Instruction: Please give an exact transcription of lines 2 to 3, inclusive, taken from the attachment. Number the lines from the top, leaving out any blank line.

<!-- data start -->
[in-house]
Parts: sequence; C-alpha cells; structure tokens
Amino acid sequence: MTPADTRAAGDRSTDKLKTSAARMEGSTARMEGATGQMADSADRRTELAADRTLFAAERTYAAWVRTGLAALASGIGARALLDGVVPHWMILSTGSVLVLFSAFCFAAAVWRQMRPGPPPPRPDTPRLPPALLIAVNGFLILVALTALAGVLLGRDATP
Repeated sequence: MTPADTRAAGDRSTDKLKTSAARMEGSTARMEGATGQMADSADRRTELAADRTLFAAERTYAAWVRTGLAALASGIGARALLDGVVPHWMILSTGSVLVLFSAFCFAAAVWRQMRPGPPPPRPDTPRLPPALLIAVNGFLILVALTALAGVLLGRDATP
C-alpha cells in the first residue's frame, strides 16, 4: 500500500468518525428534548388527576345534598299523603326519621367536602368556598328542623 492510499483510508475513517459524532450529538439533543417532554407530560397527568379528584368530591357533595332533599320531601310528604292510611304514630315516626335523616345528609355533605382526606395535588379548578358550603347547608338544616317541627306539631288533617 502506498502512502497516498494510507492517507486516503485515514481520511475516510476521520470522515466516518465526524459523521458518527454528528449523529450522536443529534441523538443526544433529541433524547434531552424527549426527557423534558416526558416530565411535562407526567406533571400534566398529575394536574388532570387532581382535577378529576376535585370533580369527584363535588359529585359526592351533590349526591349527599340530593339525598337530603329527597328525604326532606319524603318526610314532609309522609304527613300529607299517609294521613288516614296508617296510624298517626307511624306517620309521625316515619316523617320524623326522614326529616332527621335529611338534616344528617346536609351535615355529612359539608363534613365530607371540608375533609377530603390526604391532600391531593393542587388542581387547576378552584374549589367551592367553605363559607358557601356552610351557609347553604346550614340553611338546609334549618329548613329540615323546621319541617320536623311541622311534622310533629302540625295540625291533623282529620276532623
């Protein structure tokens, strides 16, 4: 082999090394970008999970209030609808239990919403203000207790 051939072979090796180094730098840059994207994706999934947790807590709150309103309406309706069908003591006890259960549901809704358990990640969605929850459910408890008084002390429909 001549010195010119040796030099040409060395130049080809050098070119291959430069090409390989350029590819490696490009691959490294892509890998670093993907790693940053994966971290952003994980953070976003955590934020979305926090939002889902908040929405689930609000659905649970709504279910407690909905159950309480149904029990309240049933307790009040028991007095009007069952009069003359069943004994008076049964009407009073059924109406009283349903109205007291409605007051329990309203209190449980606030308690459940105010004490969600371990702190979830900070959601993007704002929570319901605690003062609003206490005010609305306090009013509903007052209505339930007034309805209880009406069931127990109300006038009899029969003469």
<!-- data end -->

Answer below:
Parts: sequence; C-alpha cells; structure tokens
Amino acid sequence: MTPADTRAAGDRSTDKLKTSAARMEGSTARMEGATGQMADSADRRTELAADRTLFAAERTYAAWVRTGLAALASGIGARALLDGVVPHWMILSTGSVLVLFSAFCFAAAVWRQMRPGPPPPRPDTPRLPPALLIAVNGFLILVALTALAGVLLGRDATP